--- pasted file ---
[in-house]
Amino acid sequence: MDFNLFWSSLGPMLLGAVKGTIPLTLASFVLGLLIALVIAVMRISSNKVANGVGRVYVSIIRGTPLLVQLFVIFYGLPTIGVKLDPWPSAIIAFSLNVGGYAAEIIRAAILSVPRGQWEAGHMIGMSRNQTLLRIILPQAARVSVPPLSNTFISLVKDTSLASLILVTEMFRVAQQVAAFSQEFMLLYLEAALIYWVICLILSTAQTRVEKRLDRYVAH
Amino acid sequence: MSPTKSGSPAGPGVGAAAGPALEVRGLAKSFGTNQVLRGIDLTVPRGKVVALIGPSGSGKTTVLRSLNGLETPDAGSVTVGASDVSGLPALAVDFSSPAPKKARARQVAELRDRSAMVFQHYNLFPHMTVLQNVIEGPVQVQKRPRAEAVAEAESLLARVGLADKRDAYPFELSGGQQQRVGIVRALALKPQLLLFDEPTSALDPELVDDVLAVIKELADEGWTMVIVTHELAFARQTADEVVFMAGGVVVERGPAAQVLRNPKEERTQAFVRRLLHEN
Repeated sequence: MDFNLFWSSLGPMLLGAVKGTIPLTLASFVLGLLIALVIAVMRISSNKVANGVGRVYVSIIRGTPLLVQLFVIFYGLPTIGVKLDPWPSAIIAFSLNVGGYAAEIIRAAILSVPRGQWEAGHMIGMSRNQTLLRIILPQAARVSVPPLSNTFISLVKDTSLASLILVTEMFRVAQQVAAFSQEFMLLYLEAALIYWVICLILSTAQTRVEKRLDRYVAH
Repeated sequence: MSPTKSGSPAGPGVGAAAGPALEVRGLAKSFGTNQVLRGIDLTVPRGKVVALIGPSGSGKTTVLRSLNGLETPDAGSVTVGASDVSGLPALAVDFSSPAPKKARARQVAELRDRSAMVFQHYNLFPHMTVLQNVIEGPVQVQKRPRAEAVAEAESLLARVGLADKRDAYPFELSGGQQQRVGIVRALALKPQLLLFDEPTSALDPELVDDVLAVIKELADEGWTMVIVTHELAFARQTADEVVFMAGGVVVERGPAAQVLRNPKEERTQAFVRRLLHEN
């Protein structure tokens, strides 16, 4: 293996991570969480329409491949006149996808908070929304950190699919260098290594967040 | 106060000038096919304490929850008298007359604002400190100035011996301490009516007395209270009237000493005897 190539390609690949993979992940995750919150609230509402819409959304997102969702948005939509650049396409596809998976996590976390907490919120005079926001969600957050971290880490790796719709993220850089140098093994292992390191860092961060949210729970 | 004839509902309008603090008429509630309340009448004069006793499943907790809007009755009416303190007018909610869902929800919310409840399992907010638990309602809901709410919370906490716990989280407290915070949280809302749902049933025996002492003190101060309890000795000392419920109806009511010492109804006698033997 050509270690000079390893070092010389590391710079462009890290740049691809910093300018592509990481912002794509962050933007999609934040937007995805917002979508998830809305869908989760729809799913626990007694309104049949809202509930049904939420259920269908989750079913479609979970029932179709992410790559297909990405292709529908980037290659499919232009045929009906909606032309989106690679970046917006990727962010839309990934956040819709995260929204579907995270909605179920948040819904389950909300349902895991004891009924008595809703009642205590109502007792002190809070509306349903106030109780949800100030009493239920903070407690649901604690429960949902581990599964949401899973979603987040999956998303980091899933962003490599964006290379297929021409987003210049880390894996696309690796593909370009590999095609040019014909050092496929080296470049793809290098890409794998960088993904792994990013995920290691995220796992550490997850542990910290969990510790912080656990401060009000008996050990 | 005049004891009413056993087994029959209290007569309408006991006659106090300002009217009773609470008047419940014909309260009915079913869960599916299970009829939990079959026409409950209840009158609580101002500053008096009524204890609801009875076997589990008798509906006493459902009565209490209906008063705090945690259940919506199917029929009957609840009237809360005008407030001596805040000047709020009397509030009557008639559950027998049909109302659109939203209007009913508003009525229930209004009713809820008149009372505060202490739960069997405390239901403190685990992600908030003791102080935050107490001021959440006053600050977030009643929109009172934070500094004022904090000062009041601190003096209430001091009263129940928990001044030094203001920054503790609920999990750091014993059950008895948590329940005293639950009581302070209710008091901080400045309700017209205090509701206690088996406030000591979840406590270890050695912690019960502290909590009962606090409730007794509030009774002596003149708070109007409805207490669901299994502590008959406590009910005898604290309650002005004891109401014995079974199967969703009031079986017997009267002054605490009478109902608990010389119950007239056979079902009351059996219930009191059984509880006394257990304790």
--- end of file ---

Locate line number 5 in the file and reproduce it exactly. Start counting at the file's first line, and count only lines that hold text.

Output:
Repeated sequence: MSPTKSGSPAGPGVGAAAGPALEVRGLAKSFGTNQVLRGIDLTVPRGKVVALIGPSGSGKTTVLRSLNGLETPDAGSVTVGASDVSGLPALAVDFSSPAPKKARARQVAELRDRSAMVFQHYNLFPHMTVLQNVIEGPVQVQKRPRAEAVAEAESLLARVGLADKRDAYPFELSGGQQQRVGIVRALALKPQLLLFDEPTSALDPELVDDVLAVIKELADEGWTMVIVTHELAFARQTADEVVFMAGGVVVERGPAAQVLRNPKEERTQAFVRRLLHEN